Loretta Mester backs Federal Reserve Rate Hike at next meeting

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Loretta Mester backs Federal Reserve Rate Hike at next meeting

Loretta Mester, a Bloomberg Federal Reserve Bank of Cleveland, backed raising interest rates by half percentage points at the central bank's next policy meeting in order to tamp down surging inflation.

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Mester said Friday in prepared remarks for a virtual appearance at the International Research Forum on Monetary Policy that unless there are some big surprises, I expect it to be appropriate to raise the policy rate another 50 basis points at each of our next two meetings.

Chair Jerome Powell told reporters that similar moves were on the table at their next two meetings in June and July, as central bankers raised interest rates by a half point at their meeting earlier this month.

Mester, who votes for monetary policy this year, said that once they get to September, the policy-setting Federal Open Market Committee should assess if inflation needs to be restrained, which is running at the highest level in 40 years.

If inflation isn't moderated, the pace of rate increases could slow but if inflation doesn't moderate, a faster pace of rate increases may be necessary, according to Mester.

She said she d like to see several months of sustained declines in inflation readings before concluding that prices have peaked.

Chair Jerome Powell said on Thursday that half-point hikes were on the table for the next two meetings while leaving the door open for a crack to being more aggressive if needed.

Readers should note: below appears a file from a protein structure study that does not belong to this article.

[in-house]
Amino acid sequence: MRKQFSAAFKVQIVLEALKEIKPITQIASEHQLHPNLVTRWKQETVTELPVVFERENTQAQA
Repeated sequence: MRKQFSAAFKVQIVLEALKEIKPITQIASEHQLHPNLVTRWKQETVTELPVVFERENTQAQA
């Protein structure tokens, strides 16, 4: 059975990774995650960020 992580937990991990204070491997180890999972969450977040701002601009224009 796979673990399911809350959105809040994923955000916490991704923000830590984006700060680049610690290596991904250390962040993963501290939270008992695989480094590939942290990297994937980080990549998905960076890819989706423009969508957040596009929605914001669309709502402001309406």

Asked if he was taking a larger 75 basis-point increase off the table, he restated his comment from a May 4 press conference that the Fed wasn't actively considering such a move, according to a transcript of the interview released by Marketplace.

During a question and answer session following her speech, Mester said that financial markets are handling the Fed's moves so far, but policy makers need to be aware of potential risks to financial stability.

As we reduce the balance sheet, we're going to want to know what effect financial-market functioning will have on financial-market functioning, and how much is contributing to tightening of financial conditions, Mester said. We need to calibrate our policies to what is actually happening. In her remarks, Mester said that the Fed should consider selling its mortgage-backed security assets when its balance sheet runoff scheme is well under way, so that it returns its portfolio to mainly holding Treasuries.

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